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August 01, 1934 - Image 4

Resource type:
Michigan Daily, 1934-08-01

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T 1,

Adult Teaching
Discussed By
Dr. C. A. Fisher
Says That Universities Will
Direct Attention More In
This Line
(Continued from Page 1)
ter's degree, and residence credit for
a master's degree.
Dr. Fisher estimated that 1934-35
would be a banner year for enroll-
ment in these courses, predicting that
the year would show an increase over
the present year's 2,982 enrollment.
The heaviest enrollment in the his-
tory of the bureau came in 1929-30,
he said, when 4,382 were enrolled.
These extension classes are of-
fered in the principal cities of the
lower peninsula, with tentative plans
formulated for the establishment next
year of at least one class in the upper
The activities of the Michigan For-
ensic Association were next discussed
by Dr. Fisher. He revealed that during
the past school year 12,458 high school
students from 261 schools had par-
ticipated in the contests held through-
out the state. The state debating
schedule was closed here with the
state finals between Ferndale and
Battle Creek Central high schools.
The University, through the Exten-
sion Division, also sponsored a large
number'of institutes through the year.
Chief among those, Dr. Fisher said,
were those of the Michigan Congress
of Parents and Teachers, the Mich-
igan State Federation of Women's
Clubs, the Michigan Federation of
Labor, and the Law Enforcement Offi-
cers of Michigan.
The number of institutes which
could be held here, Dr. Fisher said,
is limited only by the amount of time
faculty members can take off from
their regular duties to lecture to the
people who come to the campus.
Radio broadcasting, the newest
phase of the Extension Division work,
was the last topic discussed by Dr.
Fisher. He estimated that approxi-
mately a half million listened to the
Parent Education broadcasts given
weekly last year, while he quoted
Prof. Waldo M. Abbot, who directs the
University broadcasting studio, as say-
ing that approximately 400,000 lis-r

Head Of Washington On Mt. Rushmore Completed

omen Golfers
Begim Tourney
Matches Today
Miss Jean Kyer Defends
Crown; Mrs. Stauffer Is
Only two of the city's outstanding
women golfers were able to break 100I
in the qualifying round of the tenth
annual city tournament at Huron
Hills yesterday. Mrs. Forrest Stauffer
of Barton Hills with a 94 was the
leader, with Mrs. Reed Orr trailing by
a single stroke.
Miss Jean Kyer, defending cham-
pion and runner-up in the state tour-
nament, was not required to qualify.
Play in all four flights will begin
today, Miss Kyer meeting Mrs. Har-
old Smith and Mrs. Stauffer opposing
Mrs. Bertrand Cushing. Matches will
continue throughout the week, the
final being held at 2 p.m. Sunday.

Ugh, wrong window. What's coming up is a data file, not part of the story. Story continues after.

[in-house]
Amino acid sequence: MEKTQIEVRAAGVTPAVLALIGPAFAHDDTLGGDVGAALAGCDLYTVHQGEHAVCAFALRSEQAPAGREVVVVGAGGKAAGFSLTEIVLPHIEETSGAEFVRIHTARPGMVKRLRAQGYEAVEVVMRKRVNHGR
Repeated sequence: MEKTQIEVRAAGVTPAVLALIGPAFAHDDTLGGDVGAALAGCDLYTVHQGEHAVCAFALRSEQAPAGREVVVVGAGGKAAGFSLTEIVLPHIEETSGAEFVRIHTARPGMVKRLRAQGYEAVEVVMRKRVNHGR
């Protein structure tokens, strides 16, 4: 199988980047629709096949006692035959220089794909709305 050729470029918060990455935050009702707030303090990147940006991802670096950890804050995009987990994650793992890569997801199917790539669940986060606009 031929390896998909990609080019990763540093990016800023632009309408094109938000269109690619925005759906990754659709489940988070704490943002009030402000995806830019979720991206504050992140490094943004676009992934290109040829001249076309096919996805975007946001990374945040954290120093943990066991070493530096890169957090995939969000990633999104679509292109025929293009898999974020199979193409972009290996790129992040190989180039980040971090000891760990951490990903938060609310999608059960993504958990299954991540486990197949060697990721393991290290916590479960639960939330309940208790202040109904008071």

Far back of the two qualifying
leaders were Mrs. Reed Nesbit with a
101, Dr. Margaret Bell with a 104, and
trailing her by one stroke, Miss Na-
dena Schmidt. A score of 113 was
sufficient to qualify for the cham-
pionship flight.
A single mulberry tree may harbor
as many as one-half million larvae
of the raisin moth.
It is estimated 829,000 tourists vis-
ited the Great Smoky mountains na-
tional park in North Carolina and
Tennessee within the last three years.

Luke Lea, Jr., Free

British Start

Movement For
BigAir Force
jPrime Minister B a l d w in
Expresses His Distrust
Of Germany's Plans
LONDON, July 31.- (P)- Great
Britain went ahead today with her
plans for a stronger air force.
Approval of the expansion program
was voted overwhelmingly by the
house of commons after Stanley Bald-,
win, acting prime minister, expressedl
belief Germany may greatly enlarge
her armaments in the air.
A Laborite motion to censure the
air plans was rejected by a vote of
404 to 60.
Distrust of Germany's plans was in-
dicated by the statements of Baldwin
and Sir John Simon, foreign secretary.
Opponents of increased appropria-
tions for aircraft did not press their
A charge that Germany "in viola-
tion. of the peace treaty has created
a military air force now nearly two-
thirds as strong as our home defense
force" was made by Winston Chur-
chill, conservative member of parlia-
"If we do not act now," Baldwin
told the house, "we may find ourselves
later on in terrible jeopardy."
Great Britain has already served
::::::::s:::_::::::::___ notice she intends to ask for a bigger
-Associated Press Photo navy at the 1935 naval conference.
After serving 80 days of a sentence . The air force was engaged last week
of two to six years, Luke Lea, Jr., is in defensive and offensive maneuvers
shown leaving the North Carolina over London, said by government op-
sMate prison at Raleigh with a parole ponents to have been timed with par-
granted by Gov. J. C. D. Ehringhaus.' liamentary debate on the air program.

Phone 2-1214. Place advertisements with
Classified Advertising Department.
The classified columns close at five
o'clock ,previous to day of insertion.